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Establishing the ‘Why’ of Business Process Management

Roger Tregear Roger Tregear on May 11, 2017

WhyBpm.pngIf we are evangelists for BPM, if we are advocates for the power of process, what is it that we believe? What are the essential elements of process-based management that we hold to be compelling?

These are not new questions. I have previously written in this blog about the critical need for organizations to determine and document the compelling reasons that are powering their particular BPM journey. These provide the bedrock necessary to sustain commitment during what will inevitably be occasionally difficult times along the way.

For those of us for whom the process view resonates powerfully, we hold these truths to be self-evident. The reality is that for many people, this is simply not true. In their book Made To Stick1, Chip and Dan Heath describe the curse of knowledge as follows:

“Once we know something, we find it hard to imagine what it was like not to know it. Our knowledge has “cursed” us. And it becomes difficult for us to share our knowledge with others, because we can’t readily re-create the listeners’ state of mind.”

I have recently read “Start With Why2” by Simon Sinek. The idea is simple but powerful. “People don’t buy what you do, they buy why you do it.”

Read the book to understand the details of the Why/How/What insights. Suffice to say here that Dr Martin Luther King Jr changed a nation, and the world, by saying “I have a dream”, not “I have a detailed plan and methodology with accompanying PowerPoint”. The detailed plans, the How and the What, were important, but they were not the starting point. They were not what ignited a shared commitment to powerful and long lasting change.

Perhaps too often we try to explain BPM and process-based management by focusing on the How and the What. Simon Sinek and Dr King would advise us to start with Why. Why does the idea of BPM exist? What is its purpose? Modeling, process architectures, improvement methodologies etc are about what we do and how we do it. But why should anyone want to do those things?

Important initiatives like Roger Burlton’s BPM Manifesto and the Process Knowledge Initiative give useful insight for How and What. If people buy, not what we do but why we do it, what is the belief set that gives the Why to BPM?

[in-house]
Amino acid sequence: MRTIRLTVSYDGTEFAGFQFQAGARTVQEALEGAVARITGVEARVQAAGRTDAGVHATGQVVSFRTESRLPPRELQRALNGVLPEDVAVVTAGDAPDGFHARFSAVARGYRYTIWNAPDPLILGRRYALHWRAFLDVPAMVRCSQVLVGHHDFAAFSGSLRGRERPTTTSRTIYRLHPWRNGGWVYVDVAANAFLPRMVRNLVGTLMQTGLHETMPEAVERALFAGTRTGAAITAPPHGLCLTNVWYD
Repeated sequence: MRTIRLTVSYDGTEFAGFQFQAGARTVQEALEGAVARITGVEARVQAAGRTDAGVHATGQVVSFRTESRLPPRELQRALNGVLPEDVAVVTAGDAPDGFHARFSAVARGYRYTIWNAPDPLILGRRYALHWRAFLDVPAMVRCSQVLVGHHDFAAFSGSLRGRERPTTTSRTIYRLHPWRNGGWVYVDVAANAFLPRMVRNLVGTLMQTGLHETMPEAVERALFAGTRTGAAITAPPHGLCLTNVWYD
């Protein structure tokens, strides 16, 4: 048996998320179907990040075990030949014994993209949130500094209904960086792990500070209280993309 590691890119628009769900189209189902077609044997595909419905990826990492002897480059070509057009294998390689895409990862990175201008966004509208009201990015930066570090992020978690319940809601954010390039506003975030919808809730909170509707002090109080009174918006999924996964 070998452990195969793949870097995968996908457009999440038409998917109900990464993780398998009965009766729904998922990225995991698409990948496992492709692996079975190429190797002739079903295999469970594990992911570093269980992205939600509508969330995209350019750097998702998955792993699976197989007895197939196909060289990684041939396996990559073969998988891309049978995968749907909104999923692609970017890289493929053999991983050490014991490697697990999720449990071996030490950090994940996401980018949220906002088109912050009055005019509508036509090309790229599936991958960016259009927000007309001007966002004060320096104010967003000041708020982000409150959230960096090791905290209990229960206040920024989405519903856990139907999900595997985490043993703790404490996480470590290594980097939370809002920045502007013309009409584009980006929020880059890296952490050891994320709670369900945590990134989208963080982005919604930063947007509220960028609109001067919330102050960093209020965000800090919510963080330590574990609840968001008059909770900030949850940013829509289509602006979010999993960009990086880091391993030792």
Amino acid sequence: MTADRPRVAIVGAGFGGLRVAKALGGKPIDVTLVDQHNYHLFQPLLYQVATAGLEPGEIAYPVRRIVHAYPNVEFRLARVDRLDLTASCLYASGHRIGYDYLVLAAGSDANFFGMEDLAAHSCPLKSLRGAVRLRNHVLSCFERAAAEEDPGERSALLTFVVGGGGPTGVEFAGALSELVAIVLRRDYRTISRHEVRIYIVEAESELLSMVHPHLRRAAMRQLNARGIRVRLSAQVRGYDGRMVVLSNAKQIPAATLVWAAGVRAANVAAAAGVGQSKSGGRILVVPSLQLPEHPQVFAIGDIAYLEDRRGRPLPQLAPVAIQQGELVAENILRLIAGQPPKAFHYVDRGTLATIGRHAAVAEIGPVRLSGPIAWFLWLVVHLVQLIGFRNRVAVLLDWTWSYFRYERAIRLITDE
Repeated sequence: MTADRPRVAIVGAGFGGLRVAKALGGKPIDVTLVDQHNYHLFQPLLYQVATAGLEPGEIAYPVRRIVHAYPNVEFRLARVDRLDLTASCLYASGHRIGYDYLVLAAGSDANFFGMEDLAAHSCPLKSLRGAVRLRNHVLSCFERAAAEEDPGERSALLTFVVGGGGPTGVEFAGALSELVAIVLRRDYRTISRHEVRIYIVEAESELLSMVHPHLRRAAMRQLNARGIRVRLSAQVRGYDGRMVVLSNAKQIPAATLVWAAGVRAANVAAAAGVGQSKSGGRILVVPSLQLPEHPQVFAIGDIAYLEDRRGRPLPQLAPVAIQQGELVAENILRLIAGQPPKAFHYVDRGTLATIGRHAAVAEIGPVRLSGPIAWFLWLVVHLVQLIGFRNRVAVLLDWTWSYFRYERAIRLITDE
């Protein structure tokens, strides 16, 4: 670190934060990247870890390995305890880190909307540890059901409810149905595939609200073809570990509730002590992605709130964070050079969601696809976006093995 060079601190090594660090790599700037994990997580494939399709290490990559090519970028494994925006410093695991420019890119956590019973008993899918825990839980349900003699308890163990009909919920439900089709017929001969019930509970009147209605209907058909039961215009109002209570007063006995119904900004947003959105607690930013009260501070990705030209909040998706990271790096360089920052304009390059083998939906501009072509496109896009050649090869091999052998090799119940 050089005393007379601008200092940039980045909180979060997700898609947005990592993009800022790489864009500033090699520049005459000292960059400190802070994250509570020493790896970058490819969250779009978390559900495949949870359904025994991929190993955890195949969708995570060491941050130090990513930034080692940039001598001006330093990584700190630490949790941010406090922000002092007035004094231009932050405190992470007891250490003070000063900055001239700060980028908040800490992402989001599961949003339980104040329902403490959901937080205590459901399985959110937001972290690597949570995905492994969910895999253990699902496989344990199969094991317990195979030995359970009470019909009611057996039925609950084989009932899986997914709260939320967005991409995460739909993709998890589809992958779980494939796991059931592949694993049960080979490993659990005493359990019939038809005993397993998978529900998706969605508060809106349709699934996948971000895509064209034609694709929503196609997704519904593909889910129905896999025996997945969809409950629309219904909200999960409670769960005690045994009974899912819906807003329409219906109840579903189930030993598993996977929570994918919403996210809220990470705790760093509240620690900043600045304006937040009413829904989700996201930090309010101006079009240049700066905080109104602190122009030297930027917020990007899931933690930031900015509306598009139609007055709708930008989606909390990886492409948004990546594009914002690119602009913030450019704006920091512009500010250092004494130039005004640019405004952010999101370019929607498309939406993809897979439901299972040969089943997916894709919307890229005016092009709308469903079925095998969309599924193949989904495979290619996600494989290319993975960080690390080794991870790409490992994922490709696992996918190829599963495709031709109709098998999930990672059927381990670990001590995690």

The BPM Creed

Here is my suggestion for a statement of why, as process professionals, we believe.

We believe in ...

  • unimpeded flow of measurable value between our organization and its customers and other stakeholders
  • uncovering and eliminating wasteful activities
  • a workplace that enables our staff to deliver value
  • eliminating frustration caused by broken processes
  • having more certain control over things that really matter
  • technology supporting business processes, not the reverse
  • continuous improvement and discontinuous innovation.

Let’s tease those out a little more.

Flowing Value

We want unimpeded value flowing between customers, the organization and other stakeholders. It’s a multi-path flow. Not just inside-out or outside-in, but appropriate, measurable and managed value flowing amongst participants. We believe in delivering and receiving value.

Eliminating Waste

In every organization there are many circumstances where time, money and goodwill are wasted. It feels like we are driving with the brakes on, that there is sand in the gears. Waste causes transmission loses in the value flow. We believe in good old fashioned thrift when it comes to value flow.

Enabling Staff

People turn up intending to do a good day’s work. Sometimes our processes disable their good intentions resulting in more value losses and demoralized staff. We believe in our people.

Eliminating Frustration

Have you been inconvenienced recently by another organization’s broken processes? Most of us have. Your customers have probably been frustrated some of your processes as well. Rough edges cause disruption and losses in the flow of value. We believe in creating smooth transactions for our customers.